Sunday, April 11, 2010

Compositional reading

There are a few reasons why I flip my artwork horizontally during the process of creating a painting. In this case I wanted to share my thoughts about compositional reading. Or in other words: Do I tell the same story if I flip my painting and secondly: Does it matter?

If I'm 'reading' the picture from left to right, the original top painting would say: 'The fox frightens the lady' or in the flipped, second version: 'The lady gets frightened by the fox'.

The thing with this painting is that I want the lady to be the protagonist, the eye-catcher of the painting. Should the lady then be also the first one to see? Should I've positioned the lady left from the fox? Now it seems that I want the story of the flipped version to be the story of my original painting. Does that even work?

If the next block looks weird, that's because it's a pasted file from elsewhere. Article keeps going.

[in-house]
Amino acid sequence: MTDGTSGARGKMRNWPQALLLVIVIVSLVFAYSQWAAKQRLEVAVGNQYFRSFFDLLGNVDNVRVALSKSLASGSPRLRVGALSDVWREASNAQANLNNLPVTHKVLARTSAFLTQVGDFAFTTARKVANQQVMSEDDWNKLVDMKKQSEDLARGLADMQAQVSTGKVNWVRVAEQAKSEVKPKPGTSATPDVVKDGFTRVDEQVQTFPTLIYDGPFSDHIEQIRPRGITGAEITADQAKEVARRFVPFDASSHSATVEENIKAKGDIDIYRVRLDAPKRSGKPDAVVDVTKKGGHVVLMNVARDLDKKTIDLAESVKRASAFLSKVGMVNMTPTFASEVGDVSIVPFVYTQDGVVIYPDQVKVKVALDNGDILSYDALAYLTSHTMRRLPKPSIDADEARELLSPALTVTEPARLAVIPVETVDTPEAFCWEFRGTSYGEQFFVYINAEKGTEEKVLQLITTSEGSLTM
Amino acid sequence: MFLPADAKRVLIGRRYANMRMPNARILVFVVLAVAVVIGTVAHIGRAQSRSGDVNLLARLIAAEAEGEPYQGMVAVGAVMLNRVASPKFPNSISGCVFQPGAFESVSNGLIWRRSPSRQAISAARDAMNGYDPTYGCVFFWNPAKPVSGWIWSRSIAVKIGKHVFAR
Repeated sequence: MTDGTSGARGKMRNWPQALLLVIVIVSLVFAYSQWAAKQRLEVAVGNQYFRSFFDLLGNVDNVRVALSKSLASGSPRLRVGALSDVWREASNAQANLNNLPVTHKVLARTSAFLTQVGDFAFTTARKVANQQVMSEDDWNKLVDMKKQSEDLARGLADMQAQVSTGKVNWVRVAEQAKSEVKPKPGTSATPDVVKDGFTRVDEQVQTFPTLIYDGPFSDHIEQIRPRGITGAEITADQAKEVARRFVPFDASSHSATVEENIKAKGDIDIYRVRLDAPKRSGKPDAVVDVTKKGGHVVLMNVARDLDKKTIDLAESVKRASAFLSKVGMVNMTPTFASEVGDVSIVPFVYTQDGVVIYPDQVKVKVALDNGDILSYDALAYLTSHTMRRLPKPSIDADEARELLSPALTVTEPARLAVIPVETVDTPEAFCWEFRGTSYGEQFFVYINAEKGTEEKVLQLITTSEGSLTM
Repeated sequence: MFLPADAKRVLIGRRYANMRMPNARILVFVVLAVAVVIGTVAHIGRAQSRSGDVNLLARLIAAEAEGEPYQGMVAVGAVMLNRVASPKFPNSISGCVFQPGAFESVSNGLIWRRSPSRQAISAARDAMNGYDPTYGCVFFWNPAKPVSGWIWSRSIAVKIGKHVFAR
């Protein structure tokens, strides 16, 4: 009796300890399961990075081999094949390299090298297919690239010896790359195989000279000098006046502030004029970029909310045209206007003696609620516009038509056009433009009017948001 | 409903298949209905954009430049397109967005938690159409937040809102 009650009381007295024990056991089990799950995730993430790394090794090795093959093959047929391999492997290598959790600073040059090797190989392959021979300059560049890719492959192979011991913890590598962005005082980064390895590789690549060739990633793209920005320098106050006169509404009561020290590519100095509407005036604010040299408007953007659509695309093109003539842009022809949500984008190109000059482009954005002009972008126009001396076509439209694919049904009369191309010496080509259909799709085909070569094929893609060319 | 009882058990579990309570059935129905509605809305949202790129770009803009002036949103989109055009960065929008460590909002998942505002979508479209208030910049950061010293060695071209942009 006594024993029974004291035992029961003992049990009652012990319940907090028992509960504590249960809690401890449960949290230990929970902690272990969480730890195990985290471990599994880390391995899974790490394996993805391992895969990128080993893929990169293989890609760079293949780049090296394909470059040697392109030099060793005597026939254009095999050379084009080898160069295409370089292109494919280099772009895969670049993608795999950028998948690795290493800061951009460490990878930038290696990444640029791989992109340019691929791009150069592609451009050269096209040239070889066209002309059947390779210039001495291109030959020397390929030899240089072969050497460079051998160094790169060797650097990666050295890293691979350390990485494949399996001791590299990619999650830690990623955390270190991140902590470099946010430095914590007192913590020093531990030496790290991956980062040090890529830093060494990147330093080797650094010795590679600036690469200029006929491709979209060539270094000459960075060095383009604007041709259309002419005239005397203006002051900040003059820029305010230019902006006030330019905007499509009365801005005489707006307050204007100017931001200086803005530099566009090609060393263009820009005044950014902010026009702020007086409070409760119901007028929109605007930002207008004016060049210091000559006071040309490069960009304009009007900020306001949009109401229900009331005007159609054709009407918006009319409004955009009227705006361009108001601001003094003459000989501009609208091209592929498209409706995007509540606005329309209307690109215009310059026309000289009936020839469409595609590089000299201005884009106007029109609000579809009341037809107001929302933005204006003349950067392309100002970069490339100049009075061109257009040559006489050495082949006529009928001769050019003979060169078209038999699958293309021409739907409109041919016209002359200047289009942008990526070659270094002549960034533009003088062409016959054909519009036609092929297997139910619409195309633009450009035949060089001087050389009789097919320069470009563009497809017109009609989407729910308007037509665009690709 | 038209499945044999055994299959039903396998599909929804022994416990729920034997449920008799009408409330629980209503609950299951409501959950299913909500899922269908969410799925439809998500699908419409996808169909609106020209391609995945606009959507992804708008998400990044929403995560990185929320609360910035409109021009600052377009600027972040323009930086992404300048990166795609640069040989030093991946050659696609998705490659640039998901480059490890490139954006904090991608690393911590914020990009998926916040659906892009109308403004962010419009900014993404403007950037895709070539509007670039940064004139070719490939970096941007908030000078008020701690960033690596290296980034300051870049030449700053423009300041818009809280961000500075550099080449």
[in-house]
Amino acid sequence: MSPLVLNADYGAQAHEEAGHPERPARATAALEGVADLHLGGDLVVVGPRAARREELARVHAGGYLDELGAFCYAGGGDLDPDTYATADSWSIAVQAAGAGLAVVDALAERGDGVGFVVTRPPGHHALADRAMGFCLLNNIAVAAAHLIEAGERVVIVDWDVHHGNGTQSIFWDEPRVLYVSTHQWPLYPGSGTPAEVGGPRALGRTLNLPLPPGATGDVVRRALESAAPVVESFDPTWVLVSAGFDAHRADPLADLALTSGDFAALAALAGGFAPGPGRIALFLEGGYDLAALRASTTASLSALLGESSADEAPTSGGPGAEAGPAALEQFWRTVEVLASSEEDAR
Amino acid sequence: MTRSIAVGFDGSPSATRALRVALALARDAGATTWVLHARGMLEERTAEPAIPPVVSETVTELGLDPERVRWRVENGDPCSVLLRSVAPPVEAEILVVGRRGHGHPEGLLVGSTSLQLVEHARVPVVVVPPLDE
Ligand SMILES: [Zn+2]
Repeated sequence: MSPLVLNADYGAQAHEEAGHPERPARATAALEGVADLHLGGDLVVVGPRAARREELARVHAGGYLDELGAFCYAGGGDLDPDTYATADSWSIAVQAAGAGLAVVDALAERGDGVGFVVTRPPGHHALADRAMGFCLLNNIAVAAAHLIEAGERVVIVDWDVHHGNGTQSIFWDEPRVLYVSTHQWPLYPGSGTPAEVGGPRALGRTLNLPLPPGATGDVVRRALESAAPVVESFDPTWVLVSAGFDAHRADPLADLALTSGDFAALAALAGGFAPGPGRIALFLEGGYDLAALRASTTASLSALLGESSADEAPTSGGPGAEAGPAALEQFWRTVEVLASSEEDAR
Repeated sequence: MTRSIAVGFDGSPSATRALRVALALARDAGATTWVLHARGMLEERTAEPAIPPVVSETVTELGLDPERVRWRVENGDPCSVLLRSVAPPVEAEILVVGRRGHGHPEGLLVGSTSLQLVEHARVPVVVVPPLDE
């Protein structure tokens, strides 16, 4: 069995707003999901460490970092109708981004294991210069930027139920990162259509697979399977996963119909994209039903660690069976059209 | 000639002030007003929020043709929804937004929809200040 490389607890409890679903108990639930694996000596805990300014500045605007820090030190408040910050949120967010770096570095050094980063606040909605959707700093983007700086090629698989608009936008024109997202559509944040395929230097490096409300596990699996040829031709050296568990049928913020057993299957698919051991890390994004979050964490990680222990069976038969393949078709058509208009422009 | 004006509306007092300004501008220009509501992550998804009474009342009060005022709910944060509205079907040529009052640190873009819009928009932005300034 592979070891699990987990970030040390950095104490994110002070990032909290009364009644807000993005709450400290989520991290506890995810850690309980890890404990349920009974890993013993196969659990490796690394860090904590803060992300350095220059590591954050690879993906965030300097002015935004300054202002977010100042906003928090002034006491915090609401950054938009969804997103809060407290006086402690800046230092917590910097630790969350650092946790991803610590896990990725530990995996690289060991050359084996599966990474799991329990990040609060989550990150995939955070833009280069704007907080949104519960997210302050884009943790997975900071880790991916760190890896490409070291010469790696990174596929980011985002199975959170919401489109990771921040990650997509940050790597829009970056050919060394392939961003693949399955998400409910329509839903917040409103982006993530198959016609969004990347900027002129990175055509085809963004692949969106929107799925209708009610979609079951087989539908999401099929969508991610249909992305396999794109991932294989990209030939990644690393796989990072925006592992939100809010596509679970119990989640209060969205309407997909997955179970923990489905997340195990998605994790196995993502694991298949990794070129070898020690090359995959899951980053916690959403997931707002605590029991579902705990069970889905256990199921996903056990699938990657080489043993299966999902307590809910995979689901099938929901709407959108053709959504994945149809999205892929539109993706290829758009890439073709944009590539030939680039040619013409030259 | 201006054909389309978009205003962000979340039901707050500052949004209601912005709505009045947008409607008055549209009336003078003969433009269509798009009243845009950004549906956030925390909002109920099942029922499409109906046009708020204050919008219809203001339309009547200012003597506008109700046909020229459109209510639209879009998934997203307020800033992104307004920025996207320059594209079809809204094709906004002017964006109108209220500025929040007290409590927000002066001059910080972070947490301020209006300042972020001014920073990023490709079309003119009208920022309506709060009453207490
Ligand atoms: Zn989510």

Francis Glebas talks about compositional reading in his book 'Directing the story'. Which by the way is a fantastic book. According to Francis compositional reading is very important if you think of an image as a joke. Then you would want the punchline to be last. Not the first thing you see.

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